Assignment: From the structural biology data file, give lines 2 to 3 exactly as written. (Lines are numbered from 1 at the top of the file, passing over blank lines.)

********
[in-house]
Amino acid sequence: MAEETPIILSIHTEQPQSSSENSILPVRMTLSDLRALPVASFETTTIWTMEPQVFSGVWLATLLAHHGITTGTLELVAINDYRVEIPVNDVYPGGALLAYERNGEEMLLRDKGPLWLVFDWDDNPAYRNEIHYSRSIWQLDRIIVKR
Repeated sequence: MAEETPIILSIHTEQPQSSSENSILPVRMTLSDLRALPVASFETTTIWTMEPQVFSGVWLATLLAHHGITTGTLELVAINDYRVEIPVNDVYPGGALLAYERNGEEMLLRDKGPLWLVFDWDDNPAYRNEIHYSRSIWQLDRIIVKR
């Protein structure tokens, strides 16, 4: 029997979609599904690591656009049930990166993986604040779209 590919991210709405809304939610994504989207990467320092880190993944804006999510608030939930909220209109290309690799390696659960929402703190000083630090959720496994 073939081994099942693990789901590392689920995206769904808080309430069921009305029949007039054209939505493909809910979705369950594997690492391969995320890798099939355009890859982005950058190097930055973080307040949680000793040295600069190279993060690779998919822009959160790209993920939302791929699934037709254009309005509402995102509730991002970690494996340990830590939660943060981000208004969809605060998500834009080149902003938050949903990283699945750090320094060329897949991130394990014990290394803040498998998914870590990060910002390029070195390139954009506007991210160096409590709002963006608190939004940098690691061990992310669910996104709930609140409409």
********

Amino acid sequence: MAEETPIILSIHTEQPQSSSENSILPVRMTLSDLRALPVASFETTTIWTMEPQVFSGVWLATLLAHHGITTGTLELVAINDYRVEIPVNDVYPGGALLAYERNGEEMLLRDKGPLWLVFDWDDNPAYRNEIHYSRSIWQLDRIIVKR
Repeated sequence: MAEETPIILSIHTEQPQSSSENSILPVRMTLSDLRALPVASFETTTIWTMEPQVFSGVWLATLLAHHGITTGTLELVAINDYRVEIPVNDVYPGGALLAYERNGEEMLLRDKGPLWLVFDWDDNPAYRNEIHYSRSIWQLDRIIVKR